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Epitranscriptome biomarkers successfully distinguish early and late-stage prostate cancer

Written by Lauren Robertson, Science Writer

As one of the leading causes of cancer-related deaths for men in the US and Europe, determining the stage of prostate cancer (PCa) is crucial to ensure higher survival rates and reduce the chances of overtreatment.

A new study, published in Genomics, has attempted to facilitate this tricky process by identifying molecular markers capable of differentiating localized PCa from locally advanced PCa.

The epitranscriptome of prostate cancer

DNA methylation is known to play a role in regulating gene expression – specifically, any occurrence in the promoter regions of the genome can prevent the binding of transcription factors and lead to downregulation of transcription. In the case of PCa, hypermethylation has been linked to a higher rate of incidence, but it is still unclear which regions of the genome, and which specific genes, are causing this hypermethylation. In addition, hypermethylated CpG sites appear to be more prone to mutations and tumour-derived factors have been shown to influence the metabolic profile of periprostatic adipose tissue (a metabolically active tissue surrounding the prostate).

This means that identifying the epitranscriptomic biomarkers associated with gene expression and DNA methylation could help differentiate localised prostate cancer (LPC) from locally advanced prostate cancer (LAPC) – ultimately leading to better treatment outcomes.

Searching for the signature

To date, only a few studies have compared the different stages of cancer in the same PCa patients. To achieve their aim of uncovering new biomarkers for PCa, the research team profiled the gene expression and DNA methylation of 10 patients’ periprostatic (PP) adipose tissue – 4 with LPC and 6 with LAPC.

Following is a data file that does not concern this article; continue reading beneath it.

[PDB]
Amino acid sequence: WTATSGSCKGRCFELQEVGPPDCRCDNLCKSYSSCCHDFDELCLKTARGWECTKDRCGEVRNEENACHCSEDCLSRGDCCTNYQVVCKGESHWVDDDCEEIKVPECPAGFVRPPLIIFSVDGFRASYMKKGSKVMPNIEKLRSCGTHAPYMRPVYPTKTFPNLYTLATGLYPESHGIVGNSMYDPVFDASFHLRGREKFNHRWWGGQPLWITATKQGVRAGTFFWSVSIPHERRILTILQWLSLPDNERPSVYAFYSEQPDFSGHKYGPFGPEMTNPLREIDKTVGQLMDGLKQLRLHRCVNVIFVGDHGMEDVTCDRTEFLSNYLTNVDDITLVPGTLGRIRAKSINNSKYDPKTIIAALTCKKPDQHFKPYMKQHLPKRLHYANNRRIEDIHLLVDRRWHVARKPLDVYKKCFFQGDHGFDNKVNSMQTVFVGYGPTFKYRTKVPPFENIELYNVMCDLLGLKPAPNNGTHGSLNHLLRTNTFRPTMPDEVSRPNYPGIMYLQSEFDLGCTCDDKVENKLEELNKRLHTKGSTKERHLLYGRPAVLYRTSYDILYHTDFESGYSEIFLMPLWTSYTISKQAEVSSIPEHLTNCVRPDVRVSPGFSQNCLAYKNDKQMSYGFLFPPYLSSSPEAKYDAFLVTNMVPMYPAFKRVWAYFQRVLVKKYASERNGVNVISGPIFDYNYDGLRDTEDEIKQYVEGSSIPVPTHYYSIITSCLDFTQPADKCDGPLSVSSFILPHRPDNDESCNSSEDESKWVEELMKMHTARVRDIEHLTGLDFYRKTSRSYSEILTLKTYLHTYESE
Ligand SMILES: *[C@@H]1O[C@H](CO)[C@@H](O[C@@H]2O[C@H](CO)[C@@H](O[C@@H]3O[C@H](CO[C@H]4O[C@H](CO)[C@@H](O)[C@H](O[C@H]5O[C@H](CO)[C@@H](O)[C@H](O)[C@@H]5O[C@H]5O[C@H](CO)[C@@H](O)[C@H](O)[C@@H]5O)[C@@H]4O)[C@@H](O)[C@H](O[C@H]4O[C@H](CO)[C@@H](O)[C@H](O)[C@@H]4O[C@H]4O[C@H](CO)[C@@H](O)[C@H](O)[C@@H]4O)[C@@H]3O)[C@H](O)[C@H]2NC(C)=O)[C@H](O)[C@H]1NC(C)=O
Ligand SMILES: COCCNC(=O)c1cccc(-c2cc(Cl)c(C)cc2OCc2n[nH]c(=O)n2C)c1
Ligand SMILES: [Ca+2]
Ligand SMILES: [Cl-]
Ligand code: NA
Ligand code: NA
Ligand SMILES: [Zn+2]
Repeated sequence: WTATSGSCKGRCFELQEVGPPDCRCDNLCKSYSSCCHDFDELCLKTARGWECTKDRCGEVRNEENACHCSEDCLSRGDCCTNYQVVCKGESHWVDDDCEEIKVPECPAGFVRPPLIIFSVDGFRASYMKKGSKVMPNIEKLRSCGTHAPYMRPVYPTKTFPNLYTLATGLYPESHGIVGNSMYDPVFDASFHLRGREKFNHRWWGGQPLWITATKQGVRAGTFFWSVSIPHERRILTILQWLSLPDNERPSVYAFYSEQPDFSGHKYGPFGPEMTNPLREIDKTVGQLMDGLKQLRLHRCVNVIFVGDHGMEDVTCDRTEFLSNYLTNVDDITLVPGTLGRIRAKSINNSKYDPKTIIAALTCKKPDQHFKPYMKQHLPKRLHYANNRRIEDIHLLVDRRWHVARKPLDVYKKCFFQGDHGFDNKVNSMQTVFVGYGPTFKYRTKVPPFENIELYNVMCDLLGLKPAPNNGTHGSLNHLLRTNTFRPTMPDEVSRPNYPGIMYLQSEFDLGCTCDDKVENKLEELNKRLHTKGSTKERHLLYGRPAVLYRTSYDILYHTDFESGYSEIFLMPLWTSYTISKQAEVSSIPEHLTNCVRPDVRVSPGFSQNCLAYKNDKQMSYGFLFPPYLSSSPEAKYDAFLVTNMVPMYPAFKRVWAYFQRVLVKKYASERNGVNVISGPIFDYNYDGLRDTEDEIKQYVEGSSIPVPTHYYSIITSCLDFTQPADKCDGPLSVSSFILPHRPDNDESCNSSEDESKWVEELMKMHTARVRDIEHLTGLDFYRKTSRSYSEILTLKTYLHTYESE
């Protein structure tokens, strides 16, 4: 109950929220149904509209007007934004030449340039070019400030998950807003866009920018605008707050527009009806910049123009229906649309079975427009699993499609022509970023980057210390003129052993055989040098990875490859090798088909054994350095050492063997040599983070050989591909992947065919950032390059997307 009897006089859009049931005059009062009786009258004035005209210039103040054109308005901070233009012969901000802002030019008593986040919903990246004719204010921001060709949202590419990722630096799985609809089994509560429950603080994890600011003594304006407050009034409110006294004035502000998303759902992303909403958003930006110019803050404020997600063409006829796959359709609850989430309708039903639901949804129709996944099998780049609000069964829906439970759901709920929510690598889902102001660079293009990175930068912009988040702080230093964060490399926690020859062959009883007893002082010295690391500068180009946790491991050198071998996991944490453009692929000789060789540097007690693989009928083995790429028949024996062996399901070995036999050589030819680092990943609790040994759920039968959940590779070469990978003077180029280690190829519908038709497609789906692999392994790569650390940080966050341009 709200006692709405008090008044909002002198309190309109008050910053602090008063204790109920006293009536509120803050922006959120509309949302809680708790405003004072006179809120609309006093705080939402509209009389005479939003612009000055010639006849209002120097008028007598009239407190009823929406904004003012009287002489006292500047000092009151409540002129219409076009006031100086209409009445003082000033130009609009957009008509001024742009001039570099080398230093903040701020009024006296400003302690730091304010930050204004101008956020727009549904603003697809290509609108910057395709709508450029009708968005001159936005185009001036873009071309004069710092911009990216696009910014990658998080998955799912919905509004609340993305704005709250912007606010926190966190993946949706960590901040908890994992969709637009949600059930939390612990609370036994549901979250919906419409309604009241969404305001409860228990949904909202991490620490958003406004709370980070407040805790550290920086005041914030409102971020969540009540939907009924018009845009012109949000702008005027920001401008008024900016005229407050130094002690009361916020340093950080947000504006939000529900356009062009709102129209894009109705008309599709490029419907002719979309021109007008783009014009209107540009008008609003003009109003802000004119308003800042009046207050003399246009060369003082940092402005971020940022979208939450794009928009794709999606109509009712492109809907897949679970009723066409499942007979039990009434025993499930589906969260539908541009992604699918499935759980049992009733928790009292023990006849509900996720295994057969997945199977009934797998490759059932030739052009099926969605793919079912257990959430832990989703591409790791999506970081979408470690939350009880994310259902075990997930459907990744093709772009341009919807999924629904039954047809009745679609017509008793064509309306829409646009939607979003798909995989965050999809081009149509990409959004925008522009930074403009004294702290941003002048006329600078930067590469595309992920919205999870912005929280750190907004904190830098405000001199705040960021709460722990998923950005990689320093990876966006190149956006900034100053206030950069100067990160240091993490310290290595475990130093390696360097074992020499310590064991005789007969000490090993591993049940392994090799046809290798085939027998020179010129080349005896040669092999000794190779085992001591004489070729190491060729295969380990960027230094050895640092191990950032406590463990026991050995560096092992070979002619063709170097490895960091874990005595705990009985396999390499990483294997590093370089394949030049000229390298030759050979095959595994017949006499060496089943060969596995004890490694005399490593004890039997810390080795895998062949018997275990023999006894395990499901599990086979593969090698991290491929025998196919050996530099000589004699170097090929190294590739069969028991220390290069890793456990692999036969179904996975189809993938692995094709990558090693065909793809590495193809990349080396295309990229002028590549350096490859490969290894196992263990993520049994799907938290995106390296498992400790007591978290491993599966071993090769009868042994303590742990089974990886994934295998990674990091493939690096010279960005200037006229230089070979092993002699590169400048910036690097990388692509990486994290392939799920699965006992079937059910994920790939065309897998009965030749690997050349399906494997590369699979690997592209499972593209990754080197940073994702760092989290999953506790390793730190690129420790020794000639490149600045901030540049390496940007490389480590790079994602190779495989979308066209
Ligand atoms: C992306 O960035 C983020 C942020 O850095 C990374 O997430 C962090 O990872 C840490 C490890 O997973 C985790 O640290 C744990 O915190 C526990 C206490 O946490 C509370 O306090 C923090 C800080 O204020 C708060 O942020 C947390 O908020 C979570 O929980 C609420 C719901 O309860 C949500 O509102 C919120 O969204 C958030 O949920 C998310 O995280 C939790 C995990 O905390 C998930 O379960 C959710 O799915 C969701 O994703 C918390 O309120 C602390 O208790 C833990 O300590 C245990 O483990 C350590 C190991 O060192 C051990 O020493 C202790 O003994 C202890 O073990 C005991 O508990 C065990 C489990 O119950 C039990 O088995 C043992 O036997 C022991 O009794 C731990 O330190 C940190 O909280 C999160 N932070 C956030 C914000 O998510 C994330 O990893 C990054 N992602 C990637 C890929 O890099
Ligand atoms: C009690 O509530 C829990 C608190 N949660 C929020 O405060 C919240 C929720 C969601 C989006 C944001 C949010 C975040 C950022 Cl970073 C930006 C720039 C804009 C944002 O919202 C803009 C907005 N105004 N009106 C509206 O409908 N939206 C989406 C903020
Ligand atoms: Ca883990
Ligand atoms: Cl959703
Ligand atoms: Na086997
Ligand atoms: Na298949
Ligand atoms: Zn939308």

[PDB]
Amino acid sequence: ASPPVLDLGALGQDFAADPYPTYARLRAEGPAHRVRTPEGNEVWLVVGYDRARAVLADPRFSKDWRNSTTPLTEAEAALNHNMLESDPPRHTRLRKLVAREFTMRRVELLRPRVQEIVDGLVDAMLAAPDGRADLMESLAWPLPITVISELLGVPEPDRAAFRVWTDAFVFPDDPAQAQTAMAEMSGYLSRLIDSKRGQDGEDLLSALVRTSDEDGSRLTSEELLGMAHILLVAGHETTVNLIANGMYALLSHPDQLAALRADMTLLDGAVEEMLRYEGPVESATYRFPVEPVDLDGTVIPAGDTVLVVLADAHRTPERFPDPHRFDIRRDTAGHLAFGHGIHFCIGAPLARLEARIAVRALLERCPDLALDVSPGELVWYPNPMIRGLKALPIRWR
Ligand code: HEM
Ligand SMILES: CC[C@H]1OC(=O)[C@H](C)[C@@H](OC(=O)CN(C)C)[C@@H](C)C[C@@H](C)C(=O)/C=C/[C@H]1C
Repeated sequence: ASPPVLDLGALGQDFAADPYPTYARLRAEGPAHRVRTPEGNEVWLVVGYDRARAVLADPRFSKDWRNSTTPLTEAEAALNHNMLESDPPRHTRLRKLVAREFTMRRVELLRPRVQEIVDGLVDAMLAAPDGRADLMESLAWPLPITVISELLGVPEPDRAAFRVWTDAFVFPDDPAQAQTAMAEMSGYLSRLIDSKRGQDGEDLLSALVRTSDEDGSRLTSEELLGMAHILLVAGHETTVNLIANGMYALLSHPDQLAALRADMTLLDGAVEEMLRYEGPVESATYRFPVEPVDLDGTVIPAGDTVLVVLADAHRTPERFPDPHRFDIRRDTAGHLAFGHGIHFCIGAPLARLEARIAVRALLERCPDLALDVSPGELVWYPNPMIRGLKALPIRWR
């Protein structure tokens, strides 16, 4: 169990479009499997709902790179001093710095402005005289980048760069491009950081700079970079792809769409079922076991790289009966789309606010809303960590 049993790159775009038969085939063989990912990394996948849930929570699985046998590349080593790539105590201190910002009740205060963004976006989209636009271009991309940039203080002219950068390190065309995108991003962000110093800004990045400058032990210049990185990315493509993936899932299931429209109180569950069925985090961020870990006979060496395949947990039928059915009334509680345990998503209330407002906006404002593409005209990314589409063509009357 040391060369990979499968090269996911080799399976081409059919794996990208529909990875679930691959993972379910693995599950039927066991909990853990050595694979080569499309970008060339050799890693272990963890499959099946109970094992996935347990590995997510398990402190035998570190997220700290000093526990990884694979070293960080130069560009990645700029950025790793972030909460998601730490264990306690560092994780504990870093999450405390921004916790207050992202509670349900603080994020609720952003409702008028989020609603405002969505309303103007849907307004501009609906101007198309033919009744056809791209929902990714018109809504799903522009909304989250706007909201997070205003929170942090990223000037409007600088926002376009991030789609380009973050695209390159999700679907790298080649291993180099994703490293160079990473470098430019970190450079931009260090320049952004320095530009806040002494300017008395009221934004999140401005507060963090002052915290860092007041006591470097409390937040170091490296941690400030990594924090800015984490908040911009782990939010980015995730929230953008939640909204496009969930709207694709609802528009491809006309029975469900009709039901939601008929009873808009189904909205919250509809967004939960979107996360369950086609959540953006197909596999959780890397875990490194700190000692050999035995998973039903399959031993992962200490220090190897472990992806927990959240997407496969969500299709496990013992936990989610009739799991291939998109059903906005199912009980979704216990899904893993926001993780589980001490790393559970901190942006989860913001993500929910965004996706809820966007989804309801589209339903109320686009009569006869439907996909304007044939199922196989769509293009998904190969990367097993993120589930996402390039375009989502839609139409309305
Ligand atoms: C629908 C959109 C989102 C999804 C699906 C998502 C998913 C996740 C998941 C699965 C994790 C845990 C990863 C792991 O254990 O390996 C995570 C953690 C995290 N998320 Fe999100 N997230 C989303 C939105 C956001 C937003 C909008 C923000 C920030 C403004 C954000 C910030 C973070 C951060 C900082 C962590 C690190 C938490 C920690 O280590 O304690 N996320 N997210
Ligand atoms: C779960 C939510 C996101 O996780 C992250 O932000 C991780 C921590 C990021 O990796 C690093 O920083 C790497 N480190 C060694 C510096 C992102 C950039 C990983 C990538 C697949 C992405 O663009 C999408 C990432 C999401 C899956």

By combining and comparing the gene expression and DNA methylation profiles of each gene and its CpG site in the promoter region, the team were able to construct a “signature” of 30 genes that could reliably differentiate the two stages of PCa. These genes were found by looking at the gene-CpG pairs with statistically significant anti-correlation – in other words, where a down-regulated gene showed hypermethylation in the promoter region.

From their analysis of 20,028 genes, they identified 56 that showed this particular anti-correlation pattern. A further 30 genes were found to show all three features (anti-correlation, down-regulation, and hyper-methylation) simultaneously, meaning they had a high chance of being affected by mutations. They were also shown to be involved in a wide range of cell processes, including DNA replication and cell regulation. The team had found their signature.


The team went on to show that 6 genes within the 30-gene signature showed significantly different mutational burdens between the LPC and LAPC patients. Classification models based on the 30 genes were used to predict PCa patients’ metastasis and progression risk and proved that this signature could potentially work well as a prognostic biomarker for PCa.

In the future, more work will need to be done on a larger cohort to fully validate the findings, and the influence of confounding variables such as diet will need to be accounted for. Besides these limitations, this study may act as a useful framework for future work looking to identify novel candidate biomarkers that can distinguish primary from advanced prostate cancer – meaning patients get the correct treatment for particular stages of disease.